What is SAD?

Seasonal affective disorder is a type of depression that comes and goes in a seasonal pattern. SAD is sometimes known as ‘winter depression’ or ‘winter blues’ because the symptoms are usually more apparent and severe during the winter. Some people with SAD may have symptoms during the summer and feel better during the winter.

What are the symptoms?

Symptoms of SAD can include:

• a persistent low mood

• a loss of pleasure or interest in everyday activities

• irritability

• feelings of despair, guilt and worthlessness

• feeling lethargic (lacking in energy) and sleepy during the day

• sleeping for longer than normal and finding it hard to get up in the morning

• craving carbohydrates and gaining weight

For some people, these symptoms can have a significant impact on their day-to-day activities.

How can I treat the symptoms?

There are some things you can do yourself to improve your mood during winter SAD.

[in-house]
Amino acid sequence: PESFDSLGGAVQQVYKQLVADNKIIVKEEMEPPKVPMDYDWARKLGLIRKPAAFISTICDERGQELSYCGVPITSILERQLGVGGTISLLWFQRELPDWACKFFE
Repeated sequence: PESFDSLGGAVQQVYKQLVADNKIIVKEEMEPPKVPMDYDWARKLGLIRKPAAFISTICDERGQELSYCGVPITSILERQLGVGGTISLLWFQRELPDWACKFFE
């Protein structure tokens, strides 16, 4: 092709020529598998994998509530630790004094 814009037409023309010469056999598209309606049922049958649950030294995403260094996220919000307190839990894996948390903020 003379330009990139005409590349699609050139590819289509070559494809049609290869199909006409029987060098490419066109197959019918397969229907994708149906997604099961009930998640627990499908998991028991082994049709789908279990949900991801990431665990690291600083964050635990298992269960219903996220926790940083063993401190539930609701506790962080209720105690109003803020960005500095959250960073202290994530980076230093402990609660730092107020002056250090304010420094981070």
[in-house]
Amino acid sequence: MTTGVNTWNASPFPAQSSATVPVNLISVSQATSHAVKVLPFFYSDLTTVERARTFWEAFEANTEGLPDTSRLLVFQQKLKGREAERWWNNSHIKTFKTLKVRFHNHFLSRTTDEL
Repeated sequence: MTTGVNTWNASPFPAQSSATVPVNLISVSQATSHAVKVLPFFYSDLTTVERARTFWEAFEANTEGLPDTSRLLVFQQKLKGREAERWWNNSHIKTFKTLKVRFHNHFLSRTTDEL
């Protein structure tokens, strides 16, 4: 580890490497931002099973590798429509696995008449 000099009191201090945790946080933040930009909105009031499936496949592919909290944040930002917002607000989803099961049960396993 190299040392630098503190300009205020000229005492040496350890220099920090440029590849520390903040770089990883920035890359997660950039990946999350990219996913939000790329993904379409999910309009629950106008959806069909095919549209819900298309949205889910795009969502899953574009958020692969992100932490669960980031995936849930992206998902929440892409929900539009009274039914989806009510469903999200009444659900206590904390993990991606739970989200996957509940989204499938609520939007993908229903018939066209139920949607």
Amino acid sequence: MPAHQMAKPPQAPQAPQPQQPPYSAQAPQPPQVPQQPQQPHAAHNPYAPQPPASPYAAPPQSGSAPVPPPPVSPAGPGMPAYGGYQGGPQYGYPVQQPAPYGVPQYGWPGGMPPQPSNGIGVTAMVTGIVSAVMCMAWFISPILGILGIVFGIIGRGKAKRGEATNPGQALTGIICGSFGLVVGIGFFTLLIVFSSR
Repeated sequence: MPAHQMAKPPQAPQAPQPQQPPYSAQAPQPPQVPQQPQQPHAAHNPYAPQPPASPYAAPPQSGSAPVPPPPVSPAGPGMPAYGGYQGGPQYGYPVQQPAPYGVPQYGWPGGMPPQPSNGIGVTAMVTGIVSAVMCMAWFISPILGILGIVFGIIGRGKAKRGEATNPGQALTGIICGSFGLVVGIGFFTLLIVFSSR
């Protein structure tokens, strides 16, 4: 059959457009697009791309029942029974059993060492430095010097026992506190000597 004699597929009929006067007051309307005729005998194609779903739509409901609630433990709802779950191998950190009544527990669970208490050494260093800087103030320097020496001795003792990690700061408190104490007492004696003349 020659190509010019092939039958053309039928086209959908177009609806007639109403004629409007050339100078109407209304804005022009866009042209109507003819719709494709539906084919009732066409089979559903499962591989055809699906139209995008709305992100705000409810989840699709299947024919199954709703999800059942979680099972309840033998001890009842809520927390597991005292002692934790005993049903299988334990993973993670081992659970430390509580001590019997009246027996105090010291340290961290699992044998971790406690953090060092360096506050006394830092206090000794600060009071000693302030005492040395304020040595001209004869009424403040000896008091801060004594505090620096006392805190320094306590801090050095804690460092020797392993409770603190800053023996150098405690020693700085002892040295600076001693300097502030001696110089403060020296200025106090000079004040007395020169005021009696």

Get natural sunlight. Get outside in the natural light as much as possible as it can help boost your mood or sit next to the window to let sunlight in.

Stay active. Regular exercise can help with symptoms of low mood and depression as it releases serotonin and endorphins.

Connect with others. Winter can make us feel more isolated than usual so make time to connect with others through a phone call, email, text or meet up face-to-face.

Have things to look forward to. Whether it’s a coffee with a friend, or the thought of spring coming, try to keep positive by having something to look forward to.

Pick up a new hobby. If winter means you tend to stay indoors more, keeping busy with new hobbies can help keep your mind active. Why not pick up a book and read or learn how to knit?

Get cosy. Embrace the cold by getting into warm, comfy PJs and enjoying a hot cuppa and take in the warmth. Remember, the cold won’t last forever!

What causes SAD?

Causes of SAD isn’t fully understood however it’s often linked to reduced exposure to sunlight during the shorter autumn and winter days. There is some evidence to suggest the following: